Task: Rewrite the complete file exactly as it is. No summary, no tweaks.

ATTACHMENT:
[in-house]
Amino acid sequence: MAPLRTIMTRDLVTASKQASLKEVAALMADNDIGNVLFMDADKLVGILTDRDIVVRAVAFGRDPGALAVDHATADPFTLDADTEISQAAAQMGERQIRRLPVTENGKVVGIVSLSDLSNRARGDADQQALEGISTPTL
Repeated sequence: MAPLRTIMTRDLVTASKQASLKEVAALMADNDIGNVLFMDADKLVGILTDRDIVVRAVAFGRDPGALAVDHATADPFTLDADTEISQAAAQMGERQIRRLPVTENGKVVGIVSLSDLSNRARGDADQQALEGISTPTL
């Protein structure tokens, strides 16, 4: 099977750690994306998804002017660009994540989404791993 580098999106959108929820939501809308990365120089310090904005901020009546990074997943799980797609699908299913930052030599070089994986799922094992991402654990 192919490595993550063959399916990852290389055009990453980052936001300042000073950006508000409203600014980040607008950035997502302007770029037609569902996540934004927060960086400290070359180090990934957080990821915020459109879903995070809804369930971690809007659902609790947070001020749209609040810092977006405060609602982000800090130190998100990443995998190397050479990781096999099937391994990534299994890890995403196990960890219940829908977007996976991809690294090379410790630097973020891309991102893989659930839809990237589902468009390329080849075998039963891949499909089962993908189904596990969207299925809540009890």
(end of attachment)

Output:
[in-house]
Amino acid sequence: MAPLRTIMTRDLVTASKQASLKEVAALMADNDIGNVLFMDADKLVGILTDRDIVVRAVAFGRDPGALAVDHATADPFTLDADTEISQAAAQMGERQIRRLPVTENGKVVGIVSLSDLSNRARGDADQQALEGISTPTL
Repeated sequence: MAPLRTIMTRDLVTASKQASLKEVAALMADNDIGNVLFMDADKLVGILTDRDIVVRAVAFGRDPGALAVDHATADPFTLDADTEISQAAAQMGERQIRRLPVTENGKVVGIVSLSDLSNRARGDADQQALEGISTPTL
């Protein structure tokens, strides 16, 4: 099977750690994306998804002017660009994540989404791993 580098999106959108929820939501809308990365120089310090904005901020009546990074997943799980797609699908299913930052030599070089994986799922094992991402654990 192919490595993550063959399916990852290389055009990453980052936001300042000073950006508000409203600014980040607008950035997502302007770029037609569902996540934004927060960086400290070359180090990934957080990821915020459109879903995070809804369930971690809007659902609790947070001020749209609040810092977006405060609602982000800090130190998100990443995998190397050479990781096999099937391994990534299994890890995403196990960890219940829908977007996976991809690294090379410790630097973020891309991102893989659930839809990237589902468009390329080849075998039963891949499909089962993908189904596990969207299925809540009890």